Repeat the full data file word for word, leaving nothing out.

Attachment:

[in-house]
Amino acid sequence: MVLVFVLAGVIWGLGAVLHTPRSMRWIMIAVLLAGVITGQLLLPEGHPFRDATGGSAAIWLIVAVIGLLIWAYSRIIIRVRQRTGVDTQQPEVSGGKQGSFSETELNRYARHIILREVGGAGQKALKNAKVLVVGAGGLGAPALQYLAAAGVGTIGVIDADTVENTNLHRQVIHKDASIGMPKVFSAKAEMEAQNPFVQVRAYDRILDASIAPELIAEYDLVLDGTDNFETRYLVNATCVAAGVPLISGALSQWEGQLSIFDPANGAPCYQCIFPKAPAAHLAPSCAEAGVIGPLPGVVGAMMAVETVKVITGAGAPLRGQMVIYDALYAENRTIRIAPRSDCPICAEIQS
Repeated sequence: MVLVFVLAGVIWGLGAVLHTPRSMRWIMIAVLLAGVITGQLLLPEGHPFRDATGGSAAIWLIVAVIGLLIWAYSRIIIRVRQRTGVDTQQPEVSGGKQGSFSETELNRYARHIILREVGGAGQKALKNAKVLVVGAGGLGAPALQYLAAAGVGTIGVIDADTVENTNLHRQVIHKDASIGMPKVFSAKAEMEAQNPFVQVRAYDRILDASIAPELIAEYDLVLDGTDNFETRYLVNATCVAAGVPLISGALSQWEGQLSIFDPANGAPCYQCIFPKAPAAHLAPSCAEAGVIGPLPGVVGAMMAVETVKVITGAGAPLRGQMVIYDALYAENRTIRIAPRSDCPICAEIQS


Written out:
[in-house]
Amino acid sequence: MVLVFVLAGVIWGLGAVLHTPRSMRWIMIAVLLAGVITGQLLLPEGHPFRDATGGSAAIWLIVAVIGLLIWAYSRIIIRVRQRTGVDTQQPEVSGGKQGSFSETELNRYARHIILREVGGAGQKALKNAKVLVVGAGGLGAPALQYLAAAGVGTIGVIDADTVENTNLHRQVIHKDASIGMPKVFSAKAEMEAQNPFVQVRAYDRILDASIAPELIAEYDLVLDGTDNFETRYLVNATCVAAGVPLISGALSQWEGQLSIFDPANGAPCYQCIFPKAPAAHLAPSCAEAGVIGPLPGVVGAMMAVETVKVITGAGAPLRGQMVIYDALYAENRTIRIAPRSDCPICAEIQS
Repeated sequence: MVLVFVLAGVIWGLGAVLHTPRSMRWIMIAVLLAGVITGQLLLPEGHPFRDATGGSAAIWLIVAVIGLLIWAYSRIIIRVRQRTGVDTQQPEVSGGKQGSFSETELNRYARHIILREVGGAGQKALKNAKVLVVGAGGLGAPALQYLAAAGVGTIGVIDADTVENTNLHRQVIHKDASIGMPKVFSAKAEMEAQNPFVQVRAYDRILDASIAPELIAEYDLVLDGTDNFETRYLVNATCVAAGVPLISGALSQWEGQLSIFDPANGAPCYQCIFPKAPAAHLAPSCAEAGVIGPLPGVVGAMMAVETVKVITGAGAPLRGQMVIYDALYAENRTIRIAPRSDCPICAEIQS